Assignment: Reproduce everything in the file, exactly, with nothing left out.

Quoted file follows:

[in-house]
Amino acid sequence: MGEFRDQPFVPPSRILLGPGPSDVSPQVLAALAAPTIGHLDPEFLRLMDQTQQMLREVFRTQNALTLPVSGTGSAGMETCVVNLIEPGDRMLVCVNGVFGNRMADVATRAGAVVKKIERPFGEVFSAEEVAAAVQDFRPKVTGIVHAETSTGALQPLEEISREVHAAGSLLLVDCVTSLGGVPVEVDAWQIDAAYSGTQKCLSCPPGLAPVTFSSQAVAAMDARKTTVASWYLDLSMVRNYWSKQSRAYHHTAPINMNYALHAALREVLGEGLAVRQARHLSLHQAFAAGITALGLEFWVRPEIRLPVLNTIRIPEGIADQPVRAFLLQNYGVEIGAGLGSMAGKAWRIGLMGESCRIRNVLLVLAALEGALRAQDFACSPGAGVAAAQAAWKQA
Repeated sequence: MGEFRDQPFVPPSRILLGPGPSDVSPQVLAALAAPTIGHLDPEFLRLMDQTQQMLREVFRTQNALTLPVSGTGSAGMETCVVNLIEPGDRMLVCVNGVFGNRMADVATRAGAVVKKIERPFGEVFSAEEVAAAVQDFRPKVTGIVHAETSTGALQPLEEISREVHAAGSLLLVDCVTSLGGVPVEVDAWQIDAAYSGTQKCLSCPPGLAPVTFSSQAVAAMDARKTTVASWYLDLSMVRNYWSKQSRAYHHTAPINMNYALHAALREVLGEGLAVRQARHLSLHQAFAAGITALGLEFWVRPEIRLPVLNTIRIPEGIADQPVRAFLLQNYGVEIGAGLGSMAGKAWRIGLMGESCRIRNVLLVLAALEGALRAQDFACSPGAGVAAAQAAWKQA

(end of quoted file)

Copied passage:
[in-house]
Amino acid sequence: MGEFRDQPFVPPSRILLGPGPSDVSPQVLAALAAPTIGHLDPEFLRLMDQTQQMLREVFRTQNALTLPVSGTGSAGMETCVVNLIEPGDRMLVCVNGVFGNRMADVATRAGAVVKKIERPFGEVFSAEEVAAAVQDFRPKVTGIVHAETSTGALQPLEEISREVHAAGSLLLVDCVTSLGGVPVEVDAWQIDAAYSGTQKCLSCPPGLAPVTFSSQAVAAMDARKTTVASWYLDLSMVRNYWSKQSRAYHHTAPINMNYALHAALREVLGEGLAVRQARHLSLHQAFAAGITALGLEFWVRPEIRLPVLNTIRIPEGIADQPVRAFLLQNYGVEIGAGLGSMAGKAWRIGLMGESCRIRNVLLVLAALEGALRAQDFACSPGAGVAAAQAAWKQA
Repeated sequence: MGEFRDQPFVPPSRILLGPGPSDVSPQVLAALAAPTIGHLDPEFLRLMDQTQQMLREVFRTQNALTLPVSGTGSAGMETCVVNLIEPGDRMLVCVNGVFGNRMADVATRAGAVVKKIERPFGEVFSAEEVAAAVQDFRPKVTGIVHAETSTGALQPLEEISREVHAAGSLLLVDCVTSLGGVPVEVDAWQIDAAYSGTQKCLSCPPGLAPVTFSSQAVAAMDARKTTVASWYLDLSMVRNYWSKQSRAYHHTAPINMNYALHAALREVLGEGLAVRQARHLSLHQAFAAGITALGLEFWVRPEIRLPVLNTIRIPEGIADQPVRAFLLQNYGVEIGAGLGSMAGKAWRIGLMGESCRIRNVLLVLAALEGALRAQDFACSPGAGVAAAQAAWKQA